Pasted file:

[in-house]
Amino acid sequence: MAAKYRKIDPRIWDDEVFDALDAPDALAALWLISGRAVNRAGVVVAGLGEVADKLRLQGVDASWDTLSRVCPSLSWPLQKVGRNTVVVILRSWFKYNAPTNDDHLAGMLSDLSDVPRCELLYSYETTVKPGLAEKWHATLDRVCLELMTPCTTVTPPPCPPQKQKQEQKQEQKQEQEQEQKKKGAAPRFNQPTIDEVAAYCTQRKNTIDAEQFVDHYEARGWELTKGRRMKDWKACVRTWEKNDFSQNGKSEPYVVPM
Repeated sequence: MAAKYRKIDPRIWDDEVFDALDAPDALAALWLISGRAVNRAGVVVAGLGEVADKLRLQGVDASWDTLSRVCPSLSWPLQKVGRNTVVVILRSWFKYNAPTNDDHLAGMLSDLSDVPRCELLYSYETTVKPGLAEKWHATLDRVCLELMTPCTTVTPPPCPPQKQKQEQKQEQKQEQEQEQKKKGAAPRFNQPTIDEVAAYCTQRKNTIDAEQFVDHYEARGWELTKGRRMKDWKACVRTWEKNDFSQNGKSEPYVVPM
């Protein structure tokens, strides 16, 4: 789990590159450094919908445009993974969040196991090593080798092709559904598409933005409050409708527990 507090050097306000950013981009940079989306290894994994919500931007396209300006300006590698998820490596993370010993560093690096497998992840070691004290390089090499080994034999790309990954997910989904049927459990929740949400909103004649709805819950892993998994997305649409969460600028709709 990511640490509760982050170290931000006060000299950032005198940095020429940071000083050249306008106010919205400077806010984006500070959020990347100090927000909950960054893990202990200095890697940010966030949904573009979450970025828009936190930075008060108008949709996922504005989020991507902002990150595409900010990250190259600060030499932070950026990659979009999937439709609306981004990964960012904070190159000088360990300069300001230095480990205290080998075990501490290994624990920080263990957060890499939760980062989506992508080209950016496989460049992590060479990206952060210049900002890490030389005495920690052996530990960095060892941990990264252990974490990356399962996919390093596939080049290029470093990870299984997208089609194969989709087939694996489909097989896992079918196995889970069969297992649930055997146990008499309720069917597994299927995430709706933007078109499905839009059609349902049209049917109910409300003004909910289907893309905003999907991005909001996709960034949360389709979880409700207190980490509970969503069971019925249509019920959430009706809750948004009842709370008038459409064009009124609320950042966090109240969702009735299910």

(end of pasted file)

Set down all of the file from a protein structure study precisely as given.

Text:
[in-house]
Amino acid sequence: MAAKYRKIDPRIWDDEVFDALDAPDALAALWLISGRAVNRAGVVVAGLGEVADKLRLQGVDASWDTLSRVCPSLSWPLQKVGRNTVVVILRSWFKYNAPTNDDHLAGMLSDLSDVPRCELLYSYETTVKPGLAEKWHATLDRVCLELMTPCTTVTPPPCPPQKQKQEQKQEQKQEQEQEQKKKGAAPRFNQPTIDEVAAYCTQRKNTIDAEQFVDHYEARGWELTKGRRMKDWKACVRTWEKNDFSQNGKSEPYVVPM
Repeated sequence: MAAKYRKIDPRIWDDEVFDALDAPDALAALWLISGRAVNRAGVVVAGLGEVADKLRLQGVDASWDTLSRVCPSLSWPLQKVGRNTVVVILRSWFKYNAPTNDDHLAGMLSDLSDVPRCELLYSYETTVKPGLAEKWHATLDRVCLELMTPCTTVTPPPCPPQKQKQEQKQEQKQEQEQEQKKKGAAPRFNQPTIDEVAAYCTQRKNTIDAEQFVDHYEARGWELTKGRRMKDWKACVRTWEKNDFSQNGKSEPYVVPM
């Protein structure tokens, strides 16, 4: 789990590159450094919908445009993974969040196991090593080798092709559904598409933005409050409708527990 507090050097306000950013981009940079989306290894994994919500931007396209300006300006590698998820490596993370010993560093690096497998992840070691004290390089090499080994034999790309990954997910989904049927459990929740949400909103004649709805819950892993998994997305649409969460600028709709 990511640490509760982050170290931000006060000299950032005198940095020429940071000083050249306008106010919205400077806010984006500070959020990347100090927000909950960054893990202990200095890697940010966030949904573009979450970025828009936190930075008060108008949709996922504005989020991507902002990150595409900010990250190259600060030499932070950026990659979009999937439709609306981004990964960012904070190159000088360990300069300001230095480990205290080998075990501490290994624990920080263990957060890499939760980062989506992508080209950016496989460049992590060479990206952060210049900002890490030389005495920690052996530990960095060892941990990264252990974490990356399962996919390093596939080049290029470093990870299984997208089609194969989709087939694996489909097989896992079918196995889970069969297992649930055997146990008499309720069917597994299927995430709706933007078109499905839009059609349902049209049917109910409300003004909910289907893309905003999907991005909001996709960034949360389709979880409700207190980490509970969503069971019925249509019920959430009706809750948004009842709370008038459409064009009124609320950042966090109240969702009735299910």